Assuntos
Doença de Alzheimer/metabolismo , Citocinas/metabolismo , Microglia/metabolismo , Transdução de Sinais/fisiologia , Peptídeos beta-Amiloides/metabolismo , Animais , Humanos , Inflamassomos/metabolismo
10.
FEBS J ; 2021 Apr 17.
Artigo em Inglês | MEDLINE | ID: mdl-33864430

RESUMO

In the adult hippocampus, synaptic plasticity is important for information processing, learning, and memory encoding. Astrocytes, the most common glial cells, play a pivotal role in the regulation of hippocampal synaptic plasticity. While astrocytes were initially described as a homogenous cell population, emerging evidence indicates that in the adult hippocampus, astrocytes are highly heterogeneous and can differentially respond to changes in neuronal activity in a subregion-dependent manner to actively modulate synaptic plasticity. In this review, we summarize how local neuronal activity changes regulate the interactions between astrocytes and synapses, either by modulating the secretion of gliotransmitters and synaptogenic proteins or via contact-mediated signaling pathways. In turn, these specific responses induced in astrocytes mediate the interactions between astrocytes and neurons, thus shaping synaptic communication in the adult hippocampus. Importantly, the activation of astrocytic signaling is required for memory performance including memory acquisition and recall. Meanwhile, the dysregulation of this signaling can cause hippocampal circuit dysfunction in pathological conditions, resulting in cognitive impairment and neurodegeneration. Indeed, reactive astrocytes, which have dysregulated signaling associated with memory, are induced in the brains of patients with Alzheimer's disease (AD) and transgenic mouse model of AD. Emerging technologies that can precisely manipulate and monitor astrocytic signaling in vivo enable the examination of the specific actions of astrocytes in response to neuronal activity changes as well as how they modulate synaptic connections and circuit activity. Such findings will clarify the roles of astrocytes in hippocampal synaptic plasticity and memory in health and disease.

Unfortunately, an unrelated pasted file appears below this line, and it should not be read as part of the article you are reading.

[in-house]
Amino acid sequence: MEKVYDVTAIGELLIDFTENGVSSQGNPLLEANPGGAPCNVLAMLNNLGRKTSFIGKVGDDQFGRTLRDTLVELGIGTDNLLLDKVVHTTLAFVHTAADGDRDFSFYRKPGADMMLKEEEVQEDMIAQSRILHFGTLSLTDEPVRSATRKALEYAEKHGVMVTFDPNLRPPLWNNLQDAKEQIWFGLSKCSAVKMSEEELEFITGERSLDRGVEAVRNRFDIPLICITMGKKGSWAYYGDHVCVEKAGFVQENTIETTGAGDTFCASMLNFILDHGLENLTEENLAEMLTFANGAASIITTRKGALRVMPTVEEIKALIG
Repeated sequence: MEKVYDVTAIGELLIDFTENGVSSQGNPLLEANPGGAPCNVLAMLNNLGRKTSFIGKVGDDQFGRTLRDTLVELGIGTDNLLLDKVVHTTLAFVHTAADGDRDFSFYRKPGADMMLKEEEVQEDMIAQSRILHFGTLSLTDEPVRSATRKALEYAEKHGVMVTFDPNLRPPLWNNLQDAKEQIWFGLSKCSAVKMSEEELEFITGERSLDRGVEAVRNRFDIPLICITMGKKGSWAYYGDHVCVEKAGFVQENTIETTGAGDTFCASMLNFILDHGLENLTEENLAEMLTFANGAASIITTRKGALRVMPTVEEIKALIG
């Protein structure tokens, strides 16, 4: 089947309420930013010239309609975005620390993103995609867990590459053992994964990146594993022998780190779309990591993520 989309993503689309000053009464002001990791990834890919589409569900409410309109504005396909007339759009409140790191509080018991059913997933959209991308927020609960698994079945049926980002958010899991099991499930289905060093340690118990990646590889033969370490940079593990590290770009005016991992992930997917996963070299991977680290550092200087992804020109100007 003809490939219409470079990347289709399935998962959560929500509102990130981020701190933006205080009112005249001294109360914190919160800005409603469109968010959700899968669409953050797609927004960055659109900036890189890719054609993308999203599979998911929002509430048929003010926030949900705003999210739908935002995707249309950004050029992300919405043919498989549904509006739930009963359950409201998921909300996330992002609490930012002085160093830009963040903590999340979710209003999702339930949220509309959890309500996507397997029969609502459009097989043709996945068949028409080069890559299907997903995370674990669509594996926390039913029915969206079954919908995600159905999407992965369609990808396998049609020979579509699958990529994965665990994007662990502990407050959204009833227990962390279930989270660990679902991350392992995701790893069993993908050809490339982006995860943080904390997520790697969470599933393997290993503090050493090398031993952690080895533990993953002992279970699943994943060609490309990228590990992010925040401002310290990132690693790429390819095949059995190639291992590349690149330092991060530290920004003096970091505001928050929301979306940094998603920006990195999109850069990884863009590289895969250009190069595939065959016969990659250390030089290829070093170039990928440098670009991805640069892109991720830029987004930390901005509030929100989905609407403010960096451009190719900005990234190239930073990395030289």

11.
Front Neurosci ; 15: 650220, 2021.
Artigo em Inglês | MEDLINE | ID: mdl-33854414

RESUMO

The high prevalence of Alzheimer's disease (AD) among the elderly population and its lack of effective treatments make this disease a critical threat to human health. Recent epidemiological and genetics studies have revealed the polygenic nature of the disease, which is possibly explainable by a polygenic score model that considers multiple genetic risks. Here, we systemically review the rationale and methods used to construct polygenic score models for studying AD. We also discuss the associations of polygenic risk scores (PRSs) with clinical outcomes, brain imaging findings, and biochemical biomarkers from both the brain and peripheral system. Finally, we discuss the possibility of incorporating polygenic score models into research and clinical practice along with potential challenges.

12.
Curr Opin Neurobiol ; 69: 58-67, 2021 08.
Artigo em Inglês | MEDLINE | ID: mdl-33647674

RESUMO

APOE (apolipoprotein E) is a key regulator of lipid metabolism and a leading genetic risk factor for Alzheimer's disease. While APOE participates in multiple biological pathways, its roles in diseases are largely due to the mutant protein encoded by APOE-ε4. However, emerging evidence suggests that some noncoding Alzheimer's disease risk variants residing in APOE and its nearby regions exert APOE-ε4-independent risks and modify APOE gene expression. Moreover, intervention strategies targeting APOE are being explored. In this review, we summarize the literature on the genetic risks and roles of APOE in biological systems. Moreover, we propose an integrative approach to evaluate disease risk and tailor interventions to aid research on APOE-associated diseases.


Assuntos
Doença de Alzheimer , Apolipoproteínas E/metabolismo , Doenças Neurodegenerativas , Doença de Alzheimer/genética , Apolipoproteínas E/genética , Humanos , Doenças Neurodegenerativas/genética , Transdução de Sinais/genética
13.
Commun Biol ; 4(1): 195, 2021 02 12.
Artigo em Inglês | MEDLINE | ID: mdl-33580208

RESUMO

The dysregulation of gene dosage due to duplication or haploinsufficiency is a major cause of autosomal dominant diseases such as Alzheimer's disease. However, there is currently no rapid and efficient method for manipulating gene dosage in a human model system such as human induced pluripotent stem cells (iPSCs). Here, we demonstrate a simple and precise method to simultaneously generate iPSC lines with different gene dosages using paired Cas9 nickases. We first generate a Cas9 nickase variant with broader protospacer-adjacent motif specificity to expand the targetability of double-nicking-mediated genome editing. As a proof-of-concept study, we examine the gene dosage effects on an Alzheimer's disease patient-derived iPSC line that carries three copies of APP (amyloid precursor protein). This method enables the rapid and simultaneous generation of iPSC lines with monoallelic, biallelic, or triallelic knockout of APP. The cortical neurons generated from isogenically corrected iPSCs exhibit gene dosage-dependent correction of disease-associated phenotypes of amyloid-beta secretion and Tau hyperphosphorylation. Thus, the rapid generation of iPSCs with different gene dosages using our method described herein can be a useful model system for investigating disease mechanisms and therapeutic development.